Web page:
Ahead of the start of its investor roadshow on April 29 (and plans to list its shares on the New York Stock Exchange on May 10), Uber has issued its first public filing, providing details on the financials of the ride-hailing app.
The decade-old US car-booking company is aiming to raise $10bn and recently told holders of its convertible debt that it could be valued at $90bn to $100bn, according to people familiar with the matter. It was last valued at $76bn in a private fundraising in August.
However, CEO Dara Khosrowshahi has a, well, "uber-sized" financial incentive to do everything he can to push the company's valuation higher, and ensure that Uber doesn't replicate the post-IPO slump of its rival Lyft. He and at least four other executives at the company have an incentive package that won’t vest until the company reaches a $120 billion valuation, a number that represented the upper end of its underwriters' initial valuation estimates.
Uber's 2018 revenues were $11.27 billion
United States and Canada: $6.15 billion
Latin America: $2 billion
Europe, Middle East and Africa: $1.72 billion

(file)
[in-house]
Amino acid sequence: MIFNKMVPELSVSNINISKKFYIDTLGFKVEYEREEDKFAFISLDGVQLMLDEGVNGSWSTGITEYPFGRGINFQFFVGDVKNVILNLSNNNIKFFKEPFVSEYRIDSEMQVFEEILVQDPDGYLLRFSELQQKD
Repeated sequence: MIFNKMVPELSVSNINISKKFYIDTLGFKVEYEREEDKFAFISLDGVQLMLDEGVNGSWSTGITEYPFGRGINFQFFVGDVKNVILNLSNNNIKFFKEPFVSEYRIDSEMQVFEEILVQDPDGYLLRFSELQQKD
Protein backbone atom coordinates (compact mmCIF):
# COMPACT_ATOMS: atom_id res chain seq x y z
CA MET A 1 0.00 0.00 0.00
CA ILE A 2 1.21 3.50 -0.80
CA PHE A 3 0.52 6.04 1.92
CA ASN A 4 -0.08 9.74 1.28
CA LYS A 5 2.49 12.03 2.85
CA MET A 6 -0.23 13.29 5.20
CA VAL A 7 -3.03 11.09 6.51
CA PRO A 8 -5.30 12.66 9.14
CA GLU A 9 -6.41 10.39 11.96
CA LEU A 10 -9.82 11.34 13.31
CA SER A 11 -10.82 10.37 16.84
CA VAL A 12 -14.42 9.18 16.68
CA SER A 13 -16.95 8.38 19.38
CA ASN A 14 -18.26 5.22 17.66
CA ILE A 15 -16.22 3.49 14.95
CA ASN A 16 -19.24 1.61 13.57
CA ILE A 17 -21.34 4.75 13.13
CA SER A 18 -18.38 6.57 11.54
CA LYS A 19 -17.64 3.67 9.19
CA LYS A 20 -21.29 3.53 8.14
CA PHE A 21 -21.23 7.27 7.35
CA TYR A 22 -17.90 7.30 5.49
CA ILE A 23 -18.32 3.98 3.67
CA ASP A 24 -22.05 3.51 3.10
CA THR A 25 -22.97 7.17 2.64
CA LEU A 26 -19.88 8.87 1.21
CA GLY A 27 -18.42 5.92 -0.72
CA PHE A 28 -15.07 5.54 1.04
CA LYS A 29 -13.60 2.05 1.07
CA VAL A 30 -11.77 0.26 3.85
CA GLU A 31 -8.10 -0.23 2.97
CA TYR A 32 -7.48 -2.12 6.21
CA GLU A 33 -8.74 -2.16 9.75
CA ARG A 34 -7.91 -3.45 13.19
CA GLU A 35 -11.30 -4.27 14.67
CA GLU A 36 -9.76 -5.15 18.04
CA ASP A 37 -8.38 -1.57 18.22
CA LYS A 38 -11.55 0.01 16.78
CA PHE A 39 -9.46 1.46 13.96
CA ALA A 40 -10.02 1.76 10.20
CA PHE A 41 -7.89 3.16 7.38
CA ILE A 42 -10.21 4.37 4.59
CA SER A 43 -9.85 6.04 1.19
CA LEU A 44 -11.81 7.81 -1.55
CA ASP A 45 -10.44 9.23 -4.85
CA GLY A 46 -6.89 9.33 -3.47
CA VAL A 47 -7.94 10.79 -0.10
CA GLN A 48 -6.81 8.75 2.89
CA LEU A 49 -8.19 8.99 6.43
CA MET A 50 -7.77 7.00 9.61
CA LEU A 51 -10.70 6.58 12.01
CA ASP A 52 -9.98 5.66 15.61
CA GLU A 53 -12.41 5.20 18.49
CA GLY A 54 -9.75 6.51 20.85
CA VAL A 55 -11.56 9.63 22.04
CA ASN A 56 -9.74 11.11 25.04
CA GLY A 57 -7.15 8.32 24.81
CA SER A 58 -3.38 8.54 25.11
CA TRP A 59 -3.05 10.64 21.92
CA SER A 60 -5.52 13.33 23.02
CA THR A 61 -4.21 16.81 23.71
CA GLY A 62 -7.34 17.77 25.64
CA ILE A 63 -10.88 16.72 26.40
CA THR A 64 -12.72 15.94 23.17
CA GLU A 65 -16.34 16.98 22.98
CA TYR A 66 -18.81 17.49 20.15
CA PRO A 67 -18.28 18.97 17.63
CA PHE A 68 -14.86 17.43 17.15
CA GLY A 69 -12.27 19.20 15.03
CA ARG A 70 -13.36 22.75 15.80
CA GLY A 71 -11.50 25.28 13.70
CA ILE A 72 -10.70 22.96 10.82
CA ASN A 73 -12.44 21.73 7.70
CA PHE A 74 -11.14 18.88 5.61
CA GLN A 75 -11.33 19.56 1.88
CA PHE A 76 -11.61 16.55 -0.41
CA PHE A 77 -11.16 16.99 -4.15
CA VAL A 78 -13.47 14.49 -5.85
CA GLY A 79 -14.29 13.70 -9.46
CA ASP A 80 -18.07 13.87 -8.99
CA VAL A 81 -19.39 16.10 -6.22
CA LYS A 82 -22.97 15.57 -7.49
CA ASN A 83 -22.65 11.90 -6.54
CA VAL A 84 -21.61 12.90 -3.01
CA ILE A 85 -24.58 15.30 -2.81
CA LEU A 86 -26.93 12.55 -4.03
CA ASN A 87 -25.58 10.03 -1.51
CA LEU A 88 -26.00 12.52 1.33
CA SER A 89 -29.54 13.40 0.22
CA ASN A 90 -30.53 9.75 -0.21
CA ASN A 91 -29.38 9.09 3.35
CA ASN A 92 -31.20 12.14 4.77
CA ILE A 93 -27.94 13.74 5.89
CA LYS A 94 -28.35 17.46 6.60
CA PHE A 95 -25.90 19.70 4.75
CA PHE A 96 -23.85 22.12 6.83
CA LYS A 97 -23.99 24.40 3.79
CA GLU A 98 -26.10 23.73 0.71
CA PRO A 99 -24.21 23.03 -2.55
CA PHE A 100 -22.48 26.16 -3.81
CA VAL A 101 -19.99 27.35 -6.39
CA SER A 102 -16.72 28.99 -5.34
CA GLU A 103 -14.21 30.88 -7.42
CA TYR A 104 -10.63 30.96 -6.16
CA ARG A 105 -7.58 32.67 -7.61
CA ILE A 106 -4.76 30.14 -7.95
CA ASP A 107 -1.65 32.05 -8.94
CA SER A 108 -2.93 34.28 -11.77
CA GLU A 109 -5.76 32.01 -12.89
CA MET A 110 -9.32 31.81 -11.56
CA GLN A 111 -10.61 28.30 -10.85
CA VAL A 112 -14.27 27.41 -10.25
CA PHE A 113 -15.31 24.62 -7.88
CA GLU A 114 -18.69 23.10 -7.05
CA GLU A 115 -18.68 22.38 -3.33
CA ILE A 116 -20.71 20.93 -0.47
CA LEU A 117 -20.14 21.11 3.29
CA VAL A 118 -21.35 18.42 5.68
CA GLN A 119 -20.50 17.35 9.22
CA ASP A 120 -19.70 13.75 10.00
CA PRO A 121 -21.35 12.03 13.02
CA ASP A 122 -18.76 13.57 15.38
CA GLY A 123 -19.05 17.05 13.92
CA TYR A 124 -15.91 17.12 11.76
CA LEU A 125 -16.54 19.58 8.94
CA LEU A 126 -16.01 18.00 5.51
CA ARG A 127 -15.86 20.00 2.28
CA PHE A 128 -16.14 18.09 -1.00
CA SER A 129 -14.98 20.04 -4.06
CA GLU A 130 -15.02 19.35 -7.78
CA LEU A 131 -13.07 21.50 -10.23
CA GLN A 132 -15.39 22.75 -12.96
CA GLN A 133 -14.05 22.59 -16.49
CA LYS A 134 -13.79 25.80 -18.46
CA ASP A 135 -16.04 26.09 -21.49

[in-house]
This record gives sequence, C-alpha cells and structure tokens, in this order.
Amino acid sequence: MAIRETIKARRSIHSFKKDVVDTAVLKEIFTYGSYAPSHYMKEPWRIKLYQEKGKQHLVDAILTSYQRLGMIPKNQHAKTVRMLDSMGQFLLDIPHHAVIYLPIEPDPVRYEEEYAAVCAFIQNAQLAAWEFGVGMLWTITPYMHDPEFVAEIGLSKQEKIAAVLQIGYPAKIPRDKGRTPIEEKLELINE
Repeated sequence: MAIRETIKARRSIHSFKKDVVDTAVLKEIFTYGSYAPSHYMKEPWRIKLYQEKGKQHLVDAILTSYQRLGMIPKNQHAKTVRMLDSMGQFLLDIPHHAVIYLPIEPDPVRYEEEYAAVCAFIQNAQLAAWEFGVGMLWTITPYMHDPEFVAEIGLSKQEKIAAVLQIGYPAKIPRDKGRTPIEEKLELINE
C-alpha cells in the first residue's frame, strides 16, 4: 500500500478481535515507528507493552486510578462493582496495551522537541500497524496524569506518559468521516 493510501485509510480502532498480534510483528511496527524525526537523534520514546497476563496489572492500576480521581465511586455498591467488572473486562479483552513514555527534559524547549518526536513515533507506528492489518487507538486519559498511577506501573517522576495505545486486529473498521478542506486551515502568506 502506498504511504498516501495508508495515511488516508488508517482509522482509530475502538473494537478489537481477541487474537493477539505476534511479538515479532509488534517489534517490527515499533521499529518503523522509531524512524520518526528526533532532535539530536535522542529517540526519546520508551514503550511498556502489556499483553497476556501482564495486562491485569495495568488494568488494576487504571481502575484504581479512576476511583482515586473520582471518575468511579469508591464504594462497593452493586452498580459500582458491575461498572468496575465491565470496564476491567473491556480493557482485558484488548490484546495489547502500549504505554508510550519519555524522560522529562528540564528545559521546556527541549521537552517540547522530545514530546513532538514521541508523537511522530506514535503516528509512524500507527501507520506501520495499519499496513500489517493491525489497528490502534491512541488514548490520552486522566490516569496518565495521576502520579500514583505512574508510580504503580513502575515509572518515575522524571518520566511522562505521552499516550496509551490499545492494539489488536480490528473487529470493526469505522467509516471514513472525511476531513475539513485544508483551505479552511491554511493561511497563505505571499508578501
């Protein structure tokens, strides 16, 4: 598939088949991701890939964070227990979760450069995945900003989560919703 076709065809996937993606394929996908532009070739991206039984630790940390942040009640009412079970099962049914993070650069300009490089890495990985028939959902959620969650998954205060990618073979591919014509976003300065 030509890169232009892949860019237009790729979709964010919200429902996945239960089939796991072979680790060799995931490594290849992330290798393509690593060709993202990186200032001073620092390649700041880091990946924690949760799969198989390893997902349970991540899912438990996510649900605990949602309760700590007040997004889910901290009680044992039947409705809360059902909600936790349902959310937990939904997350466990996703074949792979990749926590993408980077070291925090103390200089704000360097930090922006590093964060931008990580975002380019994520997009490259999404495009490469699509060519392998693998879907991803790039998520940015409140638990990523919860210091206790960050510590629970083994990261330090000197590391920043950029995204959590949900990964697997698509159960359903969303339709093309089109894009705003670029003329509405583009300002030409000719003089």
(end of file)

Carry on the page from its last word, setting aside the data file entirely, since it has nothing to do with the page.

Asia Pacific: $1.03 billion
And theoretically, the firm made almost $1 billion in 2018...
But that was thanks to a $3.2 billion divestiture...
So, Uber's operating loss totaled $3.03 billion...
And the company's aggregate five year loss from operations is $12.1 Billion...
"Adjusted EBITDA has declined in recent periods primarily due to reduced Core Platform Contribution Profit (Loss) and investments in our Other Bets segment. We expect Adjusted EBITDA losses to increase in the future"
"We have incurred significant losses since inception, including in the United States and other major markets. We expect our operating expenses to increase significantly in the foreseeable future, and we may not achieve profitability,"
The number of Uber drivers worldwide in 2019: 3.9 million drivers (up from 3 million in 2018, 2 million in 2017, and 1 million in 2015)
And here is the chart that explains why now is the time to IPO...
Lipstick, meet pig!
Uber's filing names a whopping 29 banks underwriting the IPO. Morgan Stanley and Goldman Sachs are leading the listing on behalf of this crowded syndicate.
Uber states that as of the end of last year the company had a $7.9 billion accumulated deficit.
Uber warns about costs in risk factors:
"We anticipate that we will continue to incur losses in the near term as a result of expected substantial increases in our operating expenses, as we continue to invest in order to: increase the number of Drivers, consumers, restaurants, shippers, and carriers using our platform through incentives, discounts, and promotions; expand within existing or into new markets; increase our research and development expenses; invest in ATG and Other Technology Programs; expand marketing channels and operations; hire additional employees; and add new products and offerings to our platform."
Full Uber S-1 Filing: